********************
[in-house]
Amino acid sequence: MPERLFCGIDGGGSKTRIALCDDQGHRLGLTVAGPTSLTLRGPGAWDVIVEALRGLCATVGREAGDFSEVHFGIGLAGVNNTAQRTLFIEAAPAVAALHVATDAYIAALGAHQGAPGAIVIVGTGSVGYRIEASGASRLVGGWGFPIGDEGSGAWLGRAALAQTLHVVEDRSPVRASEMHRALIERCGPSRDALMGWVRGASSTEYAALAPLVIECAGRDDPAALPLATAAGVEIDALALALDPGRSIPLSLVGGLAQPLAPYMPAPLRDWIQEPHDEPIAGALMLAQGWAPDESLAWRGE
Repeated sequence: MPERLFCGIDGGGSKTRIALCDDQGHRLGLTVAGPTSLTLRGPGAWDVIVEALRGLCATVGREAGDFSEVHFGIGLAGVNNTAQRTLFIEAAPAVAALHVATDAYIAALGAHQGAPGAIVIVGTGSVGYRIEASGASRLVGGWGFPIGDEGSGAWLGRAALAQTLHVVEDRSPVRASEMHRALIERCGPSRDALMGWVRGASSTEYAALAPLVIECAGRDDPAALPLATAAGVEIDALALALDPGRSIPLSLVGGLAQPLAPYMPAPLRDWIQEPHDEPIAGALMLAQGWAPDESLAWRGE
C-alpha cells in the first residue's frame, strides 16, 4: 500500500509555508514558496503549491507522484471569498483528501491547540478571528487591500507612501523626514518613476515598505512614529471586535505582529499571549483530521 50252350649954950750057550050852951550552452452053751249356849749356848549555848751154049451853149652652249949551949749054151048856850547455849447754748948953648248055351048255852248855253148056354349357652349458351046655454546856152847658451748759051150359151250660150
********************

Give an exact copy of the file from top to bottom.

[in-house]
Amino acid sequence: MPERLFCGIDGGGSKTRIALCDDQGHRLGLTVAGPTSLTLRGPGAWDVIVEALRGLCATVGREAGDFSEVHFGIGLAGVNNTAQRTLFIEAAPAVAALHVATDAYIAALGAHQGAPGAIVIVGTGSVGYRIEASGASRLVGGWGFPIGDEGSGAWLGRAALAQTLHVVEDRSPVRASEMHRALIERCGPSRDALMGWVRGASSTEYAALAPLVIECAGRDDPAALPLATAAGVEIDALALALDPGRSIPLSLVGGLAQPLAPYMPAPLRDWIQEPHDEPIAGALMLAQGWAPDESLAWRGE
Repeated sequence: MPERLFCGIDGGGSKTRIALCDDQGHRLGLTVAGPTSLTLRGPGAWDVIVEALRGLCATVGREAGDFSEVHFGIGLAGVNNTAQRTLFIEAAPAVAALHVATDAYIAALGAHQGAPGAIVIVGTGSVGYRIEASGASRLVGGWGFPIGDEGSGAWLGRAALAQTLHVVEDRSPVRASEMHRALIERCGPSRDALMGWVRGASSTEYAALAPLVIECAGRDDPAALPLATAAGVEIDALALALDPGRSIPLSLVGGLAQPLAPYMPAPLRDWIQEPHDEPIAGALMLAQGWAPDESLAWRGE
C-alpha cells in the first residue's frame, strides 16, 4: 500500500509555508514558496503549491507522484471569498483528501491547540478571528487591500507612501523626514518613476515598505512614529471586535505582529499571549483530521 50252350649954950750057550050852951550552452452053751249356849749356848549555848751154049451853149652652249949551949749054151048856850547455849447754748948953648248055351048255852248855253148056354349357652349458351046655454546856152847658451748759051150359151250660150